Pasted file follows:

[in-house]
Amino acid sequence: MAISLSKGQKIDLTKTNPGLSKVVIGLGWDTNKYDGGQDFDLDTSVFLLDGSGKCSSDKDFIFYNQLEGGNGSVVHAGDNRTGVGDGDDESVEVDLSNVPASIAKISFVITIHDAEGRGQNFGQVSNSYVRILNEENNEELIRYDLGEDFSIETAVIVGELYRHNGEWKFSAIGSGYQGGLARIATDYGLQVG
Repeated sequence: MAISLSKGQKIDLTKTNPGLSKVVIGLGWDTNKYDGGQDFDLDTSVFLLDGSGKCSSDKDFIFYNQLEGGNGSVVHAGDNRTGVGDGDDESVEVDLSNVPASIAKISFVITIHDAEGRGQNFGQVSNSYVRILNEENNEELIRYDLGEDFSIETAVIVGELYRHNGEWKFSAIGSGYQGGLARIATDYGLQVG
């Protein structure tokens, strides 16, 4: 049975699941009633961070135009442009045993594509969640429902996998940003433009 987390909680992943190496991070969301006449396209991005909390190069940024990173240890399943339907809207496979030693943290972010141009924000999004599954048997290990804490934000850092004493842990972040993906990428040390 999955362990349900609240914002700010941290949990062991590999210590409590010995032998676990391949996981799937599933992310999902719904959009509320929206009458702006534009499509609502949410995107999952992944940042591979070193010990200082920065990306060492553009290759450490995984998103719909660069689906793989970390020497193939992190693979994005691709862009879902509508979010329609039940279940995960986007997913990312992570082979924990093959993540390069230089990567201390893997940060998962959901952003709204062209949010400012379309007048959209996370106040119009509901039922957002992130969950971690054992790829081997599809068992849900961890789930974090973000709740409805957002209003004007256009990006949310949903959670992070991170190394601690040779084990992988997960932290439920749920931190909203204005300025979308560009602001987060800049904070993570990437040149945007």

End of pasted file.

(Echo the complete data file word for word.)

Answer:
[in-house]
Amino acid sequence: MAISLSKGQKIDLTKTNPGLSKVVIGLGWDTNKYDGGQDFDLDTSVFLLDGSGKCSSDKDFIFYNQLEGGNGSVVHAGDNRTGVGDGDDESVEVDLSNVPASIAKISFVITIHDAEGRGQNFGQVSNSYVRILNEENNEELIRYDLGEDFSIETAVIVGELYRHNGEWKFSAIGSGYQGGLARIATDYGLQVG
Repeated sequence: MAISLSKGQKIDLTKTNPGLSKVVIGLGWDTNKYDGGQDFDLDTSVFLLDGSGKCSSDKDFIFYNQLEGGNGSVVHAGDNRTGVGDGDDESVEVDLSNVPASIAKISFVITIHDAEGRGQNFGQVSNSYVRILNEENNEELIRYDLGEDFSIETAVIVGELYRHNGEWKFSAIGSGYQGGLARIATDYGLQVG
């Protein structure tokens, strides 16, 4: 049975699941009633961070135009442009045993594509969640429902996998940003433009 987390909680992943190496991070969301006449396209991005909390190069940024990173240890399943339907809207496979030693943290972010141009924000999004599954048997290990804490934000850092004493842990972040993906990428040390 999955362990349900609240914002700010941290949990062991590999210590409590010995032998676990391949996981799937599933992310999902719904959009509320929206009458702006534009499509609502949410995107999952992944940042591979070193010990200082920065990306060492553009290759450490995984998103719909660069689906793989970390020497193939992190693979994005691709862009879902509508979010329609039940279940995960986007997913990312992570082979924990093959993540390069230089990567201390893997940060998962959901952003709204062209949010400012379309007048959209996370106040119009509901039922957002992130969950971690054992790829081997599809068992849900961890789930974090973000709740409805957002209003004007256009990006949310949903959670992070991170190394601690040779084990992988997960932290439920749920931190909203204005300025979308560009602001987060800049904070993570990437040149945007």